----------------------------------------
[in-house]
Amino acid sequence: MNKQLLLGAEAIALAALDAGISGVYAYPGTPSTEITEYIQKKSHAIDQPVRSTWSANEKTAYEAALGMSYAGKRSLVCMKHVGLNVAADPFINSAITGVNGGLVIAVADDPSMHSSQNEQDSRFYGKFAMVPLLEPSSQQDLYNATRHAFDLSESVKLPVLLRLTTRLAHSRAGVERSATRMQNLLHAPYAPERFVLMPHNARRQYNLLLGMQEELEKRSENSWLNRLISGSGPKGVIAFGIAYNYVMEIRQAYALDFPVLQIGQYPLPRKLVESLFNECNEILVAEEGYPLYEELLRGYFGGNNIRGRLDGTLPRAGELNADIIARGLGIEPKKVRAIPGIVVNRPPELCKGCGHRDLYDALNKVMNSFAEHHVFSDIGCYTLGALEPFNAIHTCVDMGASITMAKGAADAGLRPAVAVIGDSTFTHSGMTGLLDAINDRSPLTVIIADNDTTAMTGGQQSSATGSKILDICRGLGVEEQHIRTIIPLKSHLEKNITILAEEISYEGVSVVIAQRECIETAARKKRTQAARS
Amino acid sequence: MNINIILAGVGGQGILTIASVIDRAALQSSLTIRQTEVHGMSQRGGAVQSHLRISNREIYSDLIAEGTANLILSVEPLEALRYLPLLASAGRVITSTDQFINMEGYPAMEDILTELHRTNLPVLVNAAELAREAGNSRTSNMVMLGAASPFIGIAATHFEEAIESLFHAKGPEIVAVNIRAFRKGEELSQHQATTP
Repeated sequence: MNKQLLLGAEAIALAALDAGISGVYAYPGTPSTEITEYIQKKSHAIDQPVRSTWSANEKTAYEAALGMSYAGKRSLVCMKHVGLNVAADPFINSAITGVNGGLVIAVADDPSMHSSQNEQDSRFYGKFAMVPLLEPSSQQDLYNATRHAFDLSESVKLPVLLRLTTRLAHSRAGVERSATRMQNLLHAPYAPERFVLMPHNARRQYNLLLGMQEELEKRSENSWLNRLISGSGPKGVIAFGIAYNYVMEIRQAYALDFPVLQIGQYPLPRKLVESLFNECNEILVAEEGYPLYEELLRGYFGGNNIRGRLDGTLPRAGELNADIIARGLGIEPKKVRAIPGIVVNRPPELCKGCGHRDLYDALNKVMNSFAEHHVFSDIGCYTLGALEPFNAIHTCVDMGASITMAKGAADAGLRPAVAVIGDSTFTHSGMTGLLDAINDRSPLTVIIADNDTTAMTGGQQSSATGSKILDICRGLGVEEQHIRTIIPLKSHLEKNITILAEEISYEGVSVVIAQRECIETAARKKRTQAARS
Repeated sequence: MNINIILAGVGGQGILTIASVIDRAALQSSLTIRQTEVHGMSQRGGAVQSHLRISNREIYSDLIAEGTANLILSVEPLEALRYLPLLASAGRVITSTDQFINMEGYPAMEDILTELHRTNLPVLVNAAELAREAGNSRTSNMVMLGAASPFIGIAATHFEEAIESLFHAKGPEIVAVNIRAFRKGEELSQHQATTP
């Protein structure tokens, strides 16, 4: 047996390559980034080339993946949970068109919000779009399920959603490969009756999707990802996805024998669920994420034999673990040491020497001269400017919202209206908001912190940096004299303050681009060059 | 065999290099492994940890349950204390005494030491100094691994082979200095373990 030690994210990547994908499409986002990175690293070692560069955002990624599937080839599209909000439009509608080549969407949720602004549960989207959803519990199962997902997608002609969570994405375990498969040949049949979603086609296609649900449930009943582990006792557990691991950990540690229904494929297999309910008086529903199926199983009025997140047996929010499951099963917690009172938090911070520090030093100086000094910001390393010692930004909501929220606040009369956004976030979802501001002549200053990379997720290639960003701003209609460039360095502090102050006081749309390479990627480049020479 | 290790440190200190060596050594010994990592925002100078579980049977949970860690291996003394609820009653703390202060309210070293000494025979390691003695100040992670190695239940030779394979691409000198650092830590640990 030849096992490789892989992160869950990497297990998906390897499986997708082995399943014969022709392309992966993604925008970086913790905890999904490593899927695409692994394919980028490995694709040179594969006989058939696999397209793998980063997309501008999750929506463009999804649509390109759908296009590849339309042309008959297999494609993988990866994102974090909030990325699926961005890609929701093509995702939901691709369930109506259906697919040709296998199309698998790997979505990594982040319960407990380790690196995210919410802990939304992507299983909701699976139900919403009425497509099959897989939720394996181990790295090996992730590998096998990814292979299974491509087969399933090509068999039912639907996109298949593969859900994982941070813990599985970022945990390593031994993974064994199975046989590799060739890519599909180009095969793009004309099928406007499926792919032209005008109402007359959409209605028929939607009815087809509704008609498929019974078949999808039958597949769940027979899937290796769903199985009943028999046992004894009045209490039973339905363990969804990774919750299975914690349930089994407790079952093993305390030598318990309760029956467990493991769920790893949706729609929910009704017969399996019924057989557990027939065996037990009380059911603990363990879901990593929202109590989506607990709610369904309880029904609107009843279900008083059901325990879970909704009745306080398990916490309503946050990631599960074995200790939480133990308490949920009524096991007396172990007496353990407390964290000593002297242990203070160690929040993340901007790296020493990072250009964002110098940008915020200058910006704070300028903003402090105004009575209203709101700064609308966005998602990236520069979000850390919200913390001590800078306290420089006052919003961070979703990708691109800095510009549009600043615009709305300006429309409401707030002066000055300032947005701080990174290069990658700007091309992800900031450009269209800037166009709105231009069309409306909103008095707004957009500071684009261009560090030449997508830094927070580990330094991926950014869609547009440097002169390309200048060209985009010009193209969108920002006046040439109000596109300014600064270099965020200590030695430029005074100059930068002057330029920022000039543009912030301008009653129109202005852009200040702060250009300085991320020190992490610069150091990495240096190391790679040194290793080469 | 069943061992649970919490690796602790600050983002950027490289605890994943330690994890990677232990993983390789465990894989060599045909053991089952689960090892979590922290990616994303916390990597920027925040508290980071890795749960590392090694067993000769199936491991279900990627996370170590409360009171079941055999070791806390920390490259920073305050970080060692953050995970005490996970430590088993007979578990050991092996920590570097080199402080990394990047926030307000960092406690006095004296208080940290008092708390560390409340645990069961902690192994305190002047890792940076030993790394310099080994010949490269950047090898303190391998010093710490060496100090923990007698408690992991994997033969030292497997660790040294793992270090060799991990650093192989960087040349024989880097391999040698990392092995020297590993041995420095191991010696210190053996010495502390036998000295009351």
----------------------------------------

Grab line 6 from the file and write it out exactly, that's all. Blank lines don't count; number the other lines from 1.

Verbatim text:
């Protein structure tokens, strides 16, 4: 047996390559980034080339993946949970068109919000779009399920959603490969009756999707990802996805024998669920994420034999673990040491020497001269400017919202209206908001912190940096004299303050681009060059 | 065999290099492994940890349950204390005494030491100094691994082979200095373990 030690994210990547994908499409986002990175690293070692560069955002990624599937080839599209909000439009509608080549969407949720602004549960989207959803519990199962997902997608002609969570994405375990498969040949049949979603086609296609649900449930009943582990006792557990691991950990540690229904494929297999309910008086529903199926199983009025997140047996929010499951099963917690009172938090911070520090030093100086000094910001390393010692930004909501929220606040009369956004976030979802501001002549200053990379997720290639960003701003209609460039360095502090102050006081749309390479990627480049020479 | 290790440190200190060596050594010994990592925002100078579980049977949970860690291996003394609820009653703390202060309210070293000494025979390691003695100040992670190695239940030779394979691409000198650092830590640990 030849096992490789892989992160869950990497297990998906390897499986997708082995399943014969022709392309992966993604925008970086913790905890999904490593899927695409692994394919980028490995694709040179594969006989058939696999397209793998980063997309501008999750929506463009999804649509390109759908296009590849339309042309008959297999494609993988990866994102974090909030990325699926961005890609929701093509995702939901691709369930109506259906697919040709296998199309698998790997979505990594982040319960407990380790690196995210919410802990939304992507299983909701699976139900919403009425497509099959897989939720394996181990790295090996992730590998096998990814292979299974491509087969399933090509068999039912639907996109298949593969859900994982941070813990599985970022945990390593031994993974064994199975046989590799060739890519599909180009095969793009004309099928406007499926792919032209005008109402007359959409209605028929939607009815087809509704008609498929019974078949999808039958597949769940027979899937290796769903199985009943028999046992004894009045209490039973339905363990969804990774919750299975914690349930089994407790079952093993305390030598318990309760029956467990493991769920790893949706729609929910009704017969399996019924057989557990027939065996037990009380059911603990363990879901990593929202109590989506607990709610369904309880029904609107009843279900008083059901325990879970909704009745306080398990916490309503946050990631599960074995200790939480133990308490949920009524096991007396172990007496353990407390964290000593002297242990203070160690929040993340901007790296020493990072250009964002110098940008915020200058910006704070300028903003402090105004009575209203709101700064609308966005998602990236520069979000850390919200913390001590800078306290420089006052919003961070979703990708691109800095510009549009600043615009709305300006429309409401707030002066000055300032947005701080990174290069990658700007091309992800900031450009269209800037166009709105231009069309409306909103008095707004957009500071684009261009560090030449997508830094927070580990330094991926950014869609547009440097002169390309200048060209985009010009193209969108920002006046040439109000596109300014600064270099965020200590030695430029005074100059930068002057330029920022000039543009912030301008009653129109202005852009200040702060250009300085991320020190992490610069150091990495240096190391790679040194290793080469 | 069943061992649970919490690796602790600050983002950027490289605890994943330690994890990677232990993983390789465990894989060599045909053991089952689960090892979590922290990616994303916390990597920027925040508290980071890795749960590392090694067993000769199936491991279900990627996370170590409360009171079941055999070791806390920390490259920073305050970080060692953050995970005490996970430590088993007979578990050991092996920590570097080199402080990394990047926030307000960092406690006095004296208080940290008092708390560390409340645990069961902690192994305190002047890792940076030993790394310099080994010949490269950047090898303190391998010093710490060496100090923990007698408690992991994997033969030292497997660790040294793992270090060799991990650093192989960087040349024989880097391999040698990392092995020297590993041995420095191991010696210190053996010495502390036998000295009351």